Projects: Sweating your assets
How can local authorities get more from their assets without selling off the family silver? Owen Willcox explains.

Projects: State aid - beware compound interest!
A recent case from the European Court of Justice (CJEU) serves as a useful reminder of the risks of getting state aid wrong and the consequences of a recovery order, writes Robert Prater.

Property: Dealing with mistakes in registered land
Amanda Eilledge examines a recent High Court case involving a London borough and the mistaken inclusion of a basement within the registered title for a ground floor property.

Property: Legal costs and service charges
When it comes to the recovery of legal costs as a service charge, what has changed since the Supreme Court ruling in Arnold v Britton? Howard Lederman reports.

Property: Real estate and smart property management
What does the 'one public estate' concept mean in practice? Clive Bleasdale and Nathan East set out some of the key considerations.

Regulatory: Game of drones – the law
Paul Feild examines the issues that local authorities may face as a result of the use of drones.

Regulatory: Contaminated land - one to watch
Stephen Tromans QC and Victoria Hutton provide an overview of a Part 2A Inquiry concerning a remediation notice served by a local authority.

Transport: TfL and roads in the capital
A High Court judge has ruled on a dispute over the extent of Transport for London’s interests in London’s roads. Charles Banner reports on the outcome.
Name Price (ex-VAT)   Description
Neighbourhood Planning: A Legal Perspective £0.00 John Pugh-Smith and Daniel Stedman Jones look at how lawyers can square the circle of greater localism in the planning system and the need for more housing and infrastructure development.
Housing and Local Plans £0.00 Peter Village QC and Rose Grogan analyse the key features of the Housing and Planning Bill and outline some of the problems and pitfalls created by Local Plans as identified by recent case law.
Human Rights, the Equality Act and Social Housing £0.00 This course looks at the arguments faced by public authorities and social landlords when faced with claims based on the Equality Act 2010 or the Human Rights Act 1998 and outlines some of the defences and tactics available to defend them.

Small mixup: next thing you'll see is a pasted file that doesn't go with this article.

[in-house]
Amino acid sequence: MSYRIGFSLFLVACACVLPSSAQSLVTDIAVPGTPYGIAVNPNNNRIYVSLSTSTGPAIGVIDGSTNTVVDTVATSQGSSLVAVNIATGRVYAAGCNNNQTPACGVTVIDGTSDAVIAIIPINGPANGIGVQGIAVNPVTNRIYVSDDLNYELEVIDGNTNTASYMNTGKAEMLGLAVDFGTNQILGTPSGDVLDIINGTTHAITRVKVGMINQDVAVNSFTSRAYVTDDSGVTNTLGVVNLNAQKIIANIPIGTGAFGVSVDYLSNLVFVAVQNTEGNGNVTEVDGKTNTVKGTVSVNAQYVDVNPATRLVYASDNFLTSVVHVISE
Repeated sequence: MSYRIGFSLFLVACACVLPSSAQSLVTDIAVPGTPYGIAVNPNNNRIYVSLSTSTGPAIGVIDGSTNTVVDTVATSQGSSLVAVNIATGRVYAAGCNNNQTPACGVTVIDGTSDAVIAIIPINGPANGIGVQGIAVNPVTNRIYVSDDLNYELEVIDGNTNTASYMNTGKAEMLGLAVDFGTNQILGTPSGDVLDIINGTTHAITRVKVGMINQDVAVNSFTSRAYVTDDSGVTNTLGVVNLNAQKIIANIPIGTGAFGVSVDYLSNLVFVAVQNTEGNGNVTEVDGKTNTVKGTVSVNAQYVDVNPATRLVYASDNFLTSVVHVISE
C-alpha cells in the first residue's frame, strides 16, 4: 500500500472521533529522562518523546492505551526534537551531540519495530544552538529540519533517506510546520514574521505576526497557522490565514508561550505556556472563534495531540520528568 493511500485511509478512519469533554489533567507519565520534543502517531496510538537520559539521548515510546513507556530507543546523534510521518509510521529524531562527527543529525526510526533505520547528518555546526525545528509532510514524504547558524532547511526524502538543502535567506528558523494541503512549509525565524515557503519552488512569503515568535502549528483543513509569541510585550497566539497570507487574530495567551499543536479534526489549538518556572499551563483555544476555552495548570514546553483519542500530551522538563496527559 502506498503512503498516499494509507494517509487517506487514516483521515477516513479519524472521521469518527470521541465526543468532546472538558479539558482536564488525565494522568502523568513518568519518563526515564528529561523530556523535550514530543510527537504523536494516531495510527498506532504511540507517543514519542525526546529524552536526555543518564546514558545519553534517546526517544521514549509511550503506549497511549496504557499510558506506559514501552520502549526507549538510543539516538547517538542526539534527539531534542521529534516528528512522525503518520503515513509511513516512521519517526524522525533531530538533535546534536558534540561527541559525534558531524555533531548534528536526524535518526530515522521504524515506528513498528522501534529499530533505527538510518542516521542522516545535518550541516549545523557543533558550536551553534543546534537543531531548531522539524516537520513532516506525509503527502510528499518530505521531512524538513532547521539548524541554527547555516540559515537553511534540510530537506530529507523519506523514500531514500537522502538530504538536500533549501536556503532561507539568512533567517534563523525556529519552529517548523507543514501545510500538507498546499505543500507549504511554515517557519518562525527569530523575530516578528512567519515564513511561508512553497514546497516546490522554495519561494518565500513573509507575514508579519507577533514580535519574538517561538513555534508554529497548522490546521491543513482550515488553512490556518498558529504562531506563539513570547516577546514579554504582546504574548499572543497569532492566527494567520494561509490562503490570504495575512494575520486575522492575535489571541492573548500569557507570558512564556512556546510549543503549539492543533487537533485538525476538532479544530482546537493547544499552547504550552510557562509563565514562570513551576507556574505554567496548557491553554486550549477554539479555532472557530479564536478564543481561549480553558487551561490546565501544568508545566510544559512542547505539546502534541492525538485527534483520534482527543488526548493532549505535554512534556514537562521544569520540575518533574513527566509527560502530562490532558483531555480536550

Social Housing Eligibility Update 2015 £0.00 This course looks at which groups of people subject to immigration control are and are not eligible for social housing in the light of changes to welfare and immigration rules and recent case law.
Possession Claims Update 2015 £0.00 This presentation provides an update on new housing legislation, regulation and case law before going on to look at the issues faced by social landlords as the first flexible tenancies granted under the Localism Act 2011 begin to expire.
Local Government Law Update 2015 £0.00 Recorded in April 2015, leading barrister Richard Clayton QC outlines and analyses the key local government cases of the preceding 12 months across a range of disciplines. Includes a comprehensive downloadable paper.
The Commercial Council £0.00 Michael Mousdale and Bradley Martin provide a practical and legal guide for council officers and lawyers looking to establish local authority trading companies.
Information Law Update 2015 £0.00 Steve Wood, Head of Policy Delivery at Information Commissioner’s Office, outlines and discusses the implications of some of the key developments surrounding Freedom of Information, the Data Protection Act and the Environmental Information Regulations.
FOI and Data Protection Update 2016 £0.00 This presentation reviews the main changes in the past 12 months in the fields of Freedom of Information and Data Protection, with an extended look at Monetary Penalty Notices and an overview of the latest developments in relation to property search charg
Social Housing Fraud £0.00 This presentation identifies the main types of social housing fraud committed, the remedies available to tackle it and provides guidance on which are most suitable for particular types of fraud.
Governance and Monitoring £0.00 This presentation focuses on four topical areas of local authority governance: employee surveillance (including on social media), decision-making (pecuniary interests, bias, and committee make-up), whistleblowing and the counter-terrorism Prevent duty.
Managing Cuts Lawfully £0.00 This presentation looks at how legal challenges to decisions resulting from budget cuts can be avoided, mitigated and defended, focusing on the two grounds of challenge which appear most frequently unlawful consultation and breach of the PSED.